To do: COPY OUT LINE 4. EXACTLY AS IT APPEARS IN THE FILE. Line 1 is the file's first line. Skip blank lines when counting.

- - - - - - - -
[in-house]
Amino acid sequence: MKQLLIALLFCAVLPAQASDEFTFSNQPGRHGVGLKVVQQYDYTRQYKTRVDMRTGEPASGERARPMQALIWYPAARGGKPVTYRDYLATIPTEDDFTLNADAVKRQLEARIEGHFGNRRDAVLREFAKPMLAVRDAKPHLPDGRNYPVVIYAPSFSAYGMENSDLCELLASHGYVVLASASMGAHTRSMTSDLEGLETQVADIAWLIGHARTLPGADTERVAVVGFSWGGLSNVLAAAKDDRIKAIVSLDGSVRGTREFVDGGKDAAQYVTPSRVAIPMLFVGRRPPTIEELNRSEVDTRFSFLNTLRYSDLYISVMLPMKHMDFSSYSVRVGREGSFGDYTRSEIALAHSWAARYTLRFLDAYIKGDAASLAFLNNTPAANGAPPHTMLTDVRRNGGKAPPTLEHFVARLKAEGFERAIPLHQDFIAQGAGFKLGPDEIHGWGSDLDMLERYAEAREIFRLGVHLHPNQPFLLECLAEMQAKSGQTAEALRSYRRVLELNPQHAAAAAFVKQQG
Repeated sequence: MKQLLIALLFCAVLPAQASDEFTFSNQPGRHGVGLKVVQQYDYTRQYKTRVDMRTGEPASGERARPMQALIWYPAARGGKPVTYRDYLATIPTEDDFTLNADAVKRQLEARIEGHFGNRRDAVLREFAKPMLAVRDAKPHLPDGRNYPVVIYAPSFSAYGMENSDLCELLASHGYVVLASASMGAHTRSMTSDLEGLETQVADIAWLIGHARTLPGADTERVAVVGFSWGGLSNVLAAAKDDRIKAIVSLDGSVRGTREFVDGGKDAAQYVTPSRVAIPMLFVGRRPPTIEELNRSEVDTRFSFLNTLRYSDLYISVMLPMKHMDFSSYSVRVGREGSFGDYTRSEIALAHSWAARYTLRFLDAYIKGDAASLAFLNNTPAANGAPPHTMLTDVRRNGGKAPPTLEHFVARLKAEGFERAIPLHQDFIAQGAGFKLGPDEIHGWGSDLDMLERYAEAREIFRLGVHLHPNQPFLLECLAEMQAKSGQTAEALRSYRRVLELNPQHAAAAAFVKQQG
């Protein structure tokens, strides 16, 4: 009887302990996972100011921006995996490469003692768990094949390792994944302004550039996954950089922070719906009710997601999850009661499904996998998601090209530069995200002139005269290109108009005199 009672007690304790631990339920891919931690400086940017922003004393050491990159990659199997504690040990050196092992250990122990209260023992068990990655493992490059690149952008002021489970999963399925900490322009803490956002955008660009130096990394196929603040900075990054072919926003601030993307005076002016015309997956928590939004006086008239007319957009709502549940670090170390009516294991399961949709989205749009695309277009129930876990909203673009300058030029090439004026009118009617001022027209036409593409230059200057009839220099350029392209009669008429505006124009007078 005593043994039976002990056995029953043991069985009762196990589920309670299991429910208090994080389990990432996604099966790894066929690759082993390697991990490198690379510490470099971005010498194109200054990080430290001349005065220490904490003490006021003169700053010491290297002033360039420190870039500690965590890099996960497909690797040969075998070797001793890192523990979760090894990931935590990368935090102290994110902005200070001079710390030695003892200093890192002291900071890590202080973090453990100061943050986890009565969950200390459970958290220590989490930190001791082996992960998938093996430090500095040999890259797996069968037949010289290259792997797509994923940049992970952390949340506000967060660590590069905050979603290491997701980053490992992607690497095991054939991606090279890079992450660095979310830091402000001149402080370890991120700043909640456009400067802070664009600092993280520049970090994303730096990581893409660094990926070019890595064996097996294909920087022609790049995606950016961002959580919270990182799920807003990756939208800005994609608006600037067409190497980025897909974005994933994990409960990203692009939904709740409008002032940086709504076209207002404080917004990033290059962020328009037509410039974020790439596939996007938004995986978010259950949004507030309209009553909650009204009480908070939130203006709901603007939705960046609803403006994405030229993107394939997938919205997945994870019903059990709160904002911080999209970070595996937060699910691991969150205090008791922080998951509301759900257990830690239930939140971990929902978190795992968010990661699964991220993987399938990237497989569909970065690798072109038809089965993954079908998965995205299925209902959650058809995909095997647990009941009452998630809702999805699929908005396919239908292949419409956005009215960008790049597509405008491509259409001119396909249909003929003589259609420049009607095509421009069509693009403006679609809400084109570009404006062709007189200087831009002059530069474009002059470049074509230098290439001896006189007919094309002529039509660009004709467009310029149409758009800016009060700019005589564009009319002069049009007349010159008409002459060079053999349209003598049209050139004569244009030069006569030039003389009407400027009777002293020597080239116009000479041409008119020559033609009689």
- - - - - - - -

């Protein structure tokens, strides 16, 4: 009887302990996972100011921006995996490469003692768990094949390792994944302004550039996954950089922070719906009710997601999850009661499904996998998601090209530069995200002139005269290109108009005199 009672007690304790631990339920891919931690400086940017922003004393050491990159990659199997504690040990050196092992250990122990209260023992068990990655493992490059690149952008002021489970999963399925900490322009803490956002955008660009130096990394196929603040900075990054072919926003601030993307005076002016015309997956928590939004006086008239007319957009709502549940670090170390009516294991399961949709989205749009695309277009129930876990909203673009300058030029090439004026009118009617001022027209036409593409230059200057009839220099350029392209009669008429505006124009007078 005593043994039976002990056995029953043991069985009762196990589920309670299991429910208090994080389990990432996604099966790894066929690759082993390697991990490198690379510490470099971005010498194109200054990080430290001349005065220490904490003490006021003169700053010491290297002033360039420190870039500690965590890099996960497909690797040969075998070797001793890192523990979760090894990931935590990368935090102290994110902005200070001079710390030695003892200093890192002291900071890590202080973090453990100061943050986890009565969950200390459970958290220590989490930190001791082996992960998938093996430090500095040999890259797996069968037949010289290259792997797509994923940049992970952390949340506000967060660590590069905050979603290491997701980053490992992607690497095991054939991606090279890079992450660095979310830091402000001149402080370890991120700043909640456009400067802070664009600092993280520049970090994303730096990581893409660094990926070019890595064996097996294909920087022609790049995606950016961002959580919270990182799920807003990756939208800005994609608006600037067409190497980025897909974005994933994990409960990203692009939904709740409008002032940086709504076209207002404080917004990033290059962020328009037509410039974020790439596939996007938004995986978010259950949004507030309209009553909650009204009480908070939130203006709901603007939705960046609803403006994405030229993107394939997938919205997945994870019903059990709160904002911080999209970070595996937060699910691991969150205090008791922080998951509301759900257990830690239930939140971990929902978190795992968010990661699964991220993987399938990237497989569909970065690798072109038809089965993954079908998965995205299925209902959650058809995909095997647990009941009452998630809702999805699929908005396919239908292949419409956005009215960008790049597509405008491509259409001119396909249909003929003589259609420049009607095509421009069509693009403006679609809400084109570009404006062709007189200087831009002059530069474009002059470049074509230098290439001896006189007919094309002529039509660009004709467009310029149409758009800016009060700019005589564009009319002069049009007349010159008409002459060079053999349209003598049209050139004569244009030069006569030039003389009407400027009777002293020597080239116009000479041409008119020559033609009689």